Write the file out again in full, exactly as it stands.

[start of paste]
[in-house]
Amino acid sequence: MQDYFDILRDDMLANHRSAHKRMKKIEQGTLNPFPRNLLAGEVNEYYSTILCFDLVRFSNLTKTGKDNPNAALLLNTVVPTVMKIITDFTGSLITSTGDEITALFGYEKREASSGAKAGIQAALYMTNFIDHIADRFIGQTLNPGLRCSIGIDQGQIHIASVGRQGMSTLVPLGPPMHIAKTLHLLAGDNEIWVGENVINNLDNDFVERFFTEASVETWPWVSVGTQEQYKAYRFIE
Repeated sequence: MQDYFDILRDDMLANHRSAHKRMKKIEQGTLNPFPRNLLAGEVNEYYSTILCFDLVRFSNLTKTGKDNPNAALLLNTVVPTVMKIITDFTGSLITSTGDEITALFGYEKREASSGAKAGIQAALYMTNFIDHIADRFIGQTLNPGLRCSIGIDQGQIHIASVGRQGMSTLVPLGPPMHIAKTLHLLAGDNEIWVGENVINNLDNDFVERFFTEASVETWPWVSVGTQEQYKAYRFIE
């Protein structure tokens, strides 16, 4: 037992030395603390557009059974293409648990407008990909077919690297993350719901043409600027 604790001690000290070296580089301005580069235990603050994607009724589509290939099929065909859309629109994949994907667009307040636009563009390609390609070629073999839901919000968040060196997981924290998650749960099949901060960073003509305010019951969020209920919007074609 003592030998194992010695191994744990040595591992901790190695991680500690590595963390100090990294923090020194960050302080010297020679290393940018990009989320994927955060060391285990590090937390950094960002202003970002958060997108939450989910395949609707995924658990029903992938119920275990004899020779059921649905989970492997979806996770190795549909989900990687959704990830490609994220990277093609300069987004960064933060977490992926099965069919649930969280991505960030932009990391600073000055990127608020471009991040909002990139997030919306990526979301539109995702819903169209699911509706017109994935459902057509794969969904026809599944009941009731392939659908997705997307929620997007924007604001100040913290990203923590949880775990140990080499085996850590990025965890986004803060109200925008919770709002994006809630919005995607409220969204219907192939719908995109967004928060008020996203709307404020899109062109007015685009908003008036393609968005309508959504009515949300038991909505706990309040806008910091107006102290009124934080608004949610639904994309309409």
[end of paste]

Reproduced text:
[in-house]
Amino acid sequence: MQDYFDILRDDMLANHRSAHKRMKKIEQGTLNPFPRNLLAGEVNEYYSTILCFDLVRFSNLTKTGKDNPNAALLLNTVVPTVMKIITDFTGSLITSTGDEITALFGYEKREASSGAKAGIQAALYMTNFIDHIADRFIGQTLNPGLRCSIGIDQGQIHIASVGRQGMSTLVPLGPPMHIAKTLHLLAGDNEIWVGENVINNLDNDFVERFFTEASVETWPWVSVGTQEQYKAYRFIE
Repeated sequence: MQDYFDILRDDMLANHRSAHKRMKKIEQGTLNPFPRNLLAGEVNEYYSTILCFDLVRFSNLTKTGKDNPNAALLLNTVVPTVMKIITDFTGSLITSTGDEITALFGYEKREASSGAKAGIQAALYMTNFIDHIADRFIGQTLNPGLRCSIGIDQGQIHIASVGRQGMSTLVPLGPPMHIAKTLHLLAGDNEIWVGENVINNLDNDFVERFFTEASVETWPWVSVGTQEQYKAYRFIE
């Protein structure tokens, strides 16, 4: 037992030395603390557009059974293409648990407008990909077919690297993350719901043409600027 604790001690000290070296580089301005580069235990603050994607009724589509290939099929065909859309629109994949994907667009307040636009563009390609390609070629073999839901919000968040060196997981924290998650749960099949901060960073003509305010019951969020209920919007074609 003592030998194992010695191994744990040595591992901790190695991680500690590595963390100090990294923090020194960050302080010297020679290393940018990009989320994927955060060391285990590090937390950094960002202003970002958060997108939450989910395949609707995924658990029903992938119920275990004899020779059921649905989970492997979806996770190795549909989900990687959704990830490609994220990277093609300069987004960064933060977490992926099965069919649930969280991505960030932009990391600073000055990127608020471009991040909002990139997030919306990526979301539109995702819903169209699911509706017109994935459902057509794969969904026809599944009941009731392939659908997705997307929620997007924007604001100040913290990203923590949880775990140990080499085996850590990025965890986004803060109200925008919770709002994006809630919005995607409220969204219907192939719908995109967004928060008020996203709307404020899109062109007015685009908003008036393609968005309508959504009515949300038991909505706990309040806008910091107006102290009124934080608004949610639904994309309409």